The Mirror asked five civic leaders about their views on how Santa Monica has developed and is going to develop over the next 20 or 25 years. Here is the third and final installment of responses from City Manager P. Lamont Ewell, City Councilmembers Ken Genser and Kevin McKeown, Architectural Review Board Chair Michael Folonis and property attorney Chris Harding.
What steps should be taken to preserve Santa Monica’s history through architecture and vintage buildings?
Ewell: I think we have a very active and highly regarded historic preservation group who really do a great job of making sure we maintain our legacy and the history that’s brought us to this point. And I think you’re going to continue to see that type of protection. That’s going to be combined with some of the more modern-type buildings, and I think there will be that eclectic look that has helped to define Santa Monica.
Folonis: I think we’re doing a great job. I’ve been involved with, and I’m a new board member of, the Santa Monica Conservancy [which] has been working very hard in developing ideas and ways to preserve historic buildings. In addition, I think the Landmarks Commission has been doing a phenomenal job.
I think the survey is desperately in need of being updated and the City is in the process of doing this. It’s a matter of funding and making sure the funds are there so that they can do a thorough survey of all the buildings, parks and trees.
Genser: I’ve been an advocate of the need for strong protection of our historic resources. We’ve come a long way. I think we have a very good Landmarks Commission and it’s just having the will to do it in terms of preserving the things that are worth preserving. I think there’s a lot more that we need to protect. Future development needs to respect the historic scale.
Harding: There’s been a dramatic expansion of people’s consciousness about historic preservation. The City’s interest has [become] probably the biggest change in the City’s regulatory practices for the past decade. I think it’s here to stay and I think we will see an ongoing strong City interest in preservation-type issues.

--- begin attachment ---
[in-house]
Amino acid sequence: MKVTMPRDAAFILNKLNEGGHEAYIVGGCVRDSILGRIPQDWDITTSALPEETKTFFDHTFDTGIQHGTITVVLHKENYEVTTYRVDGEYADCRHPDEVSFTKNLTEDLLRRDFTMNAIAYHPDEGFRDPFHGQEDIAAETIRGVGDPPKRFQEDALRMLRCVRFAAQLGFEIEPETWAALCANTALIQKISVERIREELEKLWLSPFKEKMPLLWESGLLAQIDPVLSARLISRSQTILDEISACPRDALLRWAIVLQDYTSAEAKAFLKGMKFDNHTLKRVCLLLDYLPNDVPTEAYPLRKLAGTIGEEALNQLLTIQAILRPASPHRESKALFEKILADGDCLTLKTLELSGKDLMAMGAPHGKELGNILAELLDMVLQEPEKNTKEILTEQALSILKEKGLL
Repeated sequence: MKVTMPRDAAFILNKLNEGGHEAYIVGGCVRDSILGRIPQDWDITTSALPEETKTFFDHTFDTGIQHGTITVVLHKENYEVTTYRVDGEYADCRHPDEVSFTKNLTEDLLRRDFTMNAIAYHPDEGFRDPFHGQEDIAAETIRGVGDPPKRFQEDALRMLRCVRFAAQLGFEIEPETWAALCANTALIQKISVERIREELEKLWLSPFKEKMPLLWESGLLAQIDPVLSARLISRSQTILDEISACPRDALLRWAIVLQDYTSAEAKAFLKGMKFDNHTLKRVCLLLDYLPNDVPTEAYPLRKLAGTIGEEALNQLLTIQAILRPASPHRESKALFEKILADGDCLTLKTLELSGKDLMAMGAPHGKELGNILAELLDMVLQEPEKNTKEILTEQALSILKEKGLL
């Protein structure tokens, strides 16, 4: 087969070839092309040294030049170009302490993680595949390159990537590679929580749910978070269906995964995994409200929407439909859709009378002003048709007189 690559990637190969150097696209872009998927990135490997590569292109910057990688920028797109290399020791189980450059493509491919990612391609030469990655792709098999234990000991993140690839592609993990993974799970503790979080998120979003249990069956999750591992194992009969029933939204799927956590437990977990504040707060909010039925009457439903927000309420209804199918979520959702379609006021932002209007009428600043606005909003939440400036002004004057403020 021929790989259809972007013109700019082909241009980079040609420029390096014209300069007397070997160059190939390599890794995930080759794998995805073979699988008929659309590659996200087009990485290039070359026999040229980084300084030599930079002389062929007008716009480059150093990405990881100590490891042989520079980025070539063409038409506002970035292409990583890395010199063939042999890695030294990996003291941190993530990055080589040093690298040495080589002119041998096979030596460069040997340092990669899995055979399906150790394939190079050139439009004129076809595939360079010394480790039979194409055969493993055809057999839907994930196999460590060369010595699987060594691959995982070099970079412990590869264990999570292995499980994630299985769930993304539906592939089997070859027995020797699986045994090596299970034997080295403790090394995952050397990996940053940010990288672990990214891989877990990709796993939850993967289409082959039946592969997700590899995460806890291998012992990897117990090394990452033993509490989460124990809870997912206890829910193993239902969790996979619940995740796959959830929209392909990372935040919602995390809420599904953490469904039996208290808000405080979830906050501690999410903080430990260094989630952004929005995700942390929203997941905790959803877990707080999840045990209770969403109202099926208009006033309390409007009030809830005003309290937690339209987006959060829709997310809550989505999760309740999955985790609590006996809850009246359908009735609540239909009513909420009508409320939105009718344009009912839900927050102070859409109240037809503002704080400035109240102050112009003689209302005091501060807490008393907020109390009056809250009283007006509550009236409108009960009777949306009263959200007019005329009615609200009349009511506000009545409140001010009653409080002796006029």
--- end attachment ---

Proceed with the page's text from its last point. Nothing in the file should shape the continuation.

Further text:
I’m also seeing some refinements in how the City has gone about doing preservation and the flexibility shown in working with property owners who own historically significant and potentially significant properties. We’re working on one right now – it’s the one on Ocean Avenue with the two landmarked buildings that will be incorporated into a new hotel project. I think that, while there’s been a lot of back and forth and disagreements, on the whole there has been a pretty cooperative relationship between the property owner and the City, finding an approach that will preserve the existing buildings and make sure the property is economically viable at the same time. I think we’re going to see more and more creativity shown in integrating historic buildings into newer projects.
McKeown: The built history of Santa Monica is not disposable. Market forces have tried to make it disposable and it’s true that in many cases, as the land costs of Santa Monica have skyrocketed, the opportunities for market rate condos and more intense uses have occurred. That is, we have allowed the loss of the heritage that we now look back on with regret.
What we have to start looking at in Santa Monica is what all the great cities of Europe have been known to do for centuries: adaptive re-use. When the use for a particular building shifts, you don’t need to tear the building down if you built it solidly in the first place. You merely adapt the use and retain the historic aspects of the building. Besides retaining the wonderful old buildings, we have to make sure that anything we build in Santa Monica in the future is worth saving.